inanition

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English[edit]

Etymology[edit]

From Old French inanition, from Late Latin inānītio, from inānīre (to make empty), from inānis (empty, vain); see inane.

Pronunciation[edit]

Noun[edit]

inanition (countable and uncountable, plural inanitions)

  1. Emptiness; emptying.
    • 1635, David Person, Varieties: or, A Surveigh of Rare and Excellent Matters Necessary and Delectable for All Sorts of Persons, London: Thomas Alchorn, “Of Sleepe and Dreames,” Section 1, pp. 246-247,[1]
      Secondary causes of sleepe are divers; as excessive labour, agitation of the body, repletion, as by excesse of meates or drinkes, inanition, as by Copulation and many more of this kinde, which doe so waste the spirits, that of necessity, there behooveth a cessation to be for a time, that new spirits may be recollected for refreshing of it []
    • 1643, William Slatyer, The Compleat Christian, London, for the author, The Second Part of the Catechism, Section 5, p. 110,[2]
      3. What meane you by Incarnation?
      His inanition of himselfe, and as it were debasing of himselfe in respect of his majesty of divinity, thereby to put on humanity.
    • 1794, Erasmus Darwin, Zoonomia, London: J. Johnson, Volume 1, Section 16, II., p. 137,[3]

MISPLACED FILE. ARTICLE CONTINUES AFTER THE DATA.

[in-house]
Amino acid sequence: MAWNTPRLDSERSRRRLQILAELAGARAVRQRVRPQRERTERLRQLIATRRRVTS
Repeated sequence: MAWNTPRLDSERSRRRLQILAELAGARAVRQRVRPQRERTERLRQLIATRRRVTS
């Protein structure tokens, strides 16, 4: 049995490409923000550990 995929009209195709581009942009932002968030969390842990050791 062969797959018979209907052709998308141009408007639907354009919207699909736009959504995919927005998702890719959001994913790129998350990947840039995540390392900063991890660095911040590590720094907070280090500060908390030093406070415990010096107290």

We experience some sensations, and perform some actions before our nativity; the sensations of cold and warmth, agitation and rest, fulness and inanition, are instances of the former []
  2. (medicine) A state of advanced lack of adequate nutrition, food or water, or a physiological inability to utilize them; starvation.
    • 1851, Henry Mayhew, London Labour and the London Poor, London: George Woodfall & Son, Volume 1, p. 475,[4]
      The Diet of the street-children is in some cases an alternation of surfeit and inanition []
    • 1955, Samuel Beckett and Patrick Bowles (translators), Molloy by Samuel Beckett, Part I, in Three Novels, New York: Grove, 1959, p. 202,[5]
      And I who a fortnight before would joyfully have reckoned how long I could survive on the provisions that remained, probably with reference to the question of calories and vitamins, and established in my head a series of menus asymptotically approaching nutritional zero, was now content to note feebly that I should soon be dead of inanition.
  3. (philosophy) A spiritual emptiness or lack of purpose or will to live, akin to the Existentialist Philosophy state of "nausea".
    • 1900, Joseph Conrad, Lord Jim, Chapter 17,[6]
      I had forced into his hand the means to carry on decently the serious business of life, to get food, drink, and shelter of the customary kind while his wounded spirit, like a bird with a broken wing, might hop and flutter into some hole to die quietly of inanition there.
    • 1939, Graham Greene, The Lawless Roads, Penguin, 2006, Chapter 4, p. 91,[7]
      It was a small celebration: not much money to spend, and an enormous inanition eating away the faith.

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Translations[edit]

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